Antique pirate blunderbusses star at Bonhams' London arms sale


2015-06-26 12:37:29


Antique pirate blunderbusses star at Bonhams' London arms sale

This weapon used to control pirates at sea - the blunderbuss - is set to cause a storm at auction

Bonhams' next sale of Fine Antique Arms and Armour on November 30 in Knightsbridge features no fewer than 24 examples of a weapon much used to control pirates at sea - the blunderbuss.

They vary in pre-sale estimates from 1,500 to 5,000, intriguing objects that are also a talking point.

This weapon - in effect a sawn-off or shortened shotgun - made for easy handling, and provided a withering fire that spread shot across a deck, capable of killing many attackers.


'The weapon of choice for many menfacing a high odds threat at sea'

Its fearful reputation was such that a man in possession of a blunderbuss could control and if necessary dominate a fight.

David Williams, Head of Antique Arms and Armour at Bonhams, says: "These weapons would have been the weapon of choice for many men facing a high odds threat on land or sea.

"It is interesting that today's renewed threat of piracy on the high seas has not led to any new weapon to control pirates, other than the water cannon and safe rooms onboard ships, where crew can take refuge, although there is now some talk of arming ships."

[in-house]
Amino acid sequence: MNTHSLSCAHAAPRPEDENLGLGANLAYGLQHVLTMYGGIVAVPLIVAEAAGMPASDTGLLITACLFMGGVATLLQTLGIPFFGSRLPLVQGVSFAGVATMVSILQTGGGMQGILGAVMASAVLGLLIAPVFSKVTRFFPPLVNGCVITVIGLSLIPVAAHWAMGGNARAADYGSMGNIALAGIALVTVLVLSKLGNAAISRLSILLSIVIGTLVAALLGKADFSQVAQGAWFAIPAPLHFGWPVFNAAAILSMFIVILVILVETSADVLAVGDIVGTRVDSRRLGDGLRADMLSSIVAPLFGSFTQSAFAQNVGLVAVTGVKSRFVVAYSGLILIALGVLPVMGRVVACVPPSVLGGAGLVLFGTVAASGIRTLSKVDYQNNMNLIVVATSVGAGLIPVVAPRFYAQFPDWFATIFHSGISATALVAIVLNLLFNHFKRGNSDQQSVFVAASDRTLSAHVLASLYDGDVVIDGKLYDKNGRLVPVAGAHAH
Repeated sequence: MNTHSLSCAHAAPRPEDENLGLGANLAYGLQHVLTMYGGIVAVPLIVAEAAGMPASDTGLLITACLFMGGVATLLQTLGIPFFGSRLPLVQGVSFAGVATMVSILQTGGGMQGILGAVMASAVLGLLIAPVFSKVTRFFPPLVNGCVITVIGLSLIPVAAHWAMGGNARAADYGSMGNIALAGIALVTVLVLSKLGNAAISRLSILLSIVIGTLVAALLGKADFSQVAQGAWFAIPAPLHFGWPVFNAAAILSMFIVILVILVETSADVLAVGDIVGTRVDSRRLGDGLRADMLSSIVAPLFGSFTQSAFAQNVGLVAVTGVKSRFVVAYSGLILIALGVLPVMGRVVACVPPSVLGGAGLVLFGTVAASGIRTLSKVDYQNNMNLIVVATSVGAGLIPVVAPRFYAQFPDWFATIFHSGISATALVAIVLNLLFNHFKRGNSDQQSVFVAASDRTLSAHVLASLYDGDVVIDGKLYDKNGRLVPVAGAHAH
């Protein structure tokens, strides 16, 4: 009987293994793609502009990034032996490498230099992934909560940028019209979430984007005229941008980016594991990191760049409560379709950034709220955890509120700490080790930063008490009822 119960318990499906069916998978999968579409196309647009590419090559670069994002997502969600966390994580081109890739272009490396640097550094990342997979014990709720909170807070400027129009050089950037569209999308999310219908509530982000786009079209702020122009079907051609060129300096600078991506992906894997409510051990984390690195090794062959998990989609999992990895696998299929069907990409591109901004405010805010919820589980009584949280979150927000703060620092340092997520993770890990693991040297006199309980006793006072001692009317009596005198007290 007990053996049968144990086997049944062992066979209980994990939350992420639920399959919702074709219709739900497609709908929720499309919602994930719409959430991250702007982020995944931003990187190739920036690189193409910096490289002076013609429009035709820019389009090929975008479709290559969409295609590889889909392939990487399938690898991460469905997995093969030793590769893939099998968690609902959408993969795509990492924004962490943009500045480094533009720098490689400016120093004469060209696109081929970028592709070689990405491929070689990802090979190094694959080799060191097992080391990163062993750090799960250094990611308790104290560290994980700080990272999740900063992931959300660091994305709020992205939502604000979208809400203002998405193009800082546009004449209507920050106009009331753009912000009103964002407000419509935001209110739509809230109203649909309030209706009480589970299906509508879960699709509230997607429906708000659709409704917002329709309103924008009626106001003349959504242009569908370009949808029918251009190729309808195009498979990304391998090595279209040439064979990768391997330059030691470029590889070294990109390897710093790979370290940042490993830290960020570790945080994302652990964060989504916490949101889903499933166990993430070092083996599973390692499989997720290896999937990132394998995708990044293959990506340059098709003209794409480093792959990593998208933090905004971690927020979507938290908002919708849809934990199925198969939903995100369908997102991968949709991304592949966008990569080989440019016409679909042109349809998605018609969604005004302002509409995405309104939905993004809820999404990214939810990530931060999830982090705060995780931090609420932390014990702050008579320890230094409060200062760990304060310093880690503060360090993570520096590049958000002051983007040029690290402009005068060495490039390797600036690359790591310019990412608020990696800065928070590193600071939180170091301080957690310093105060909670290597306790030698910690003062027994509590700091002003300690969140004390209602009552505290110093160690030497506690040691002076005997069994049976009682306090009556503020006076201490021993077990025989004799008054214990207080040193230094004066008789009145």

The earliest use of the blunderbuss was in the 17th century, and continued until the middle of the 19th century, around the 1840s.

The heaviest use of the blunderbuss was during the mid 1700s, when piracy was at an all-time high. Many seamen were left unemployed after the War of Spanish Succession (1701-1714) and turned to piracy to make a living.

This is often referred to as the "Golden Age of Piracy", during which time a large portion of maritime commerce was violated and plundered.

The British Royal Navy in particular waged a vicious war against piracy. Much later, blunderbusses were used by mail and stagecoach drivers to ward off attacks on the road by bandits and highwaymen.

Naturally, as is the way with weapons, the blunderbuss found a home with highwaymen and pirates.

The blunderbuss found use for other duties in which the shotgun-like qualities were desirable, such as defending homes, for protection while travelling in carriages and for guarding prisoners or defending a mail coach, and its use for urban combat was also recognised.

Blunderbusses were also commonly carried by naval warships, privateers and pirates for use in close-quarters boarding actions.

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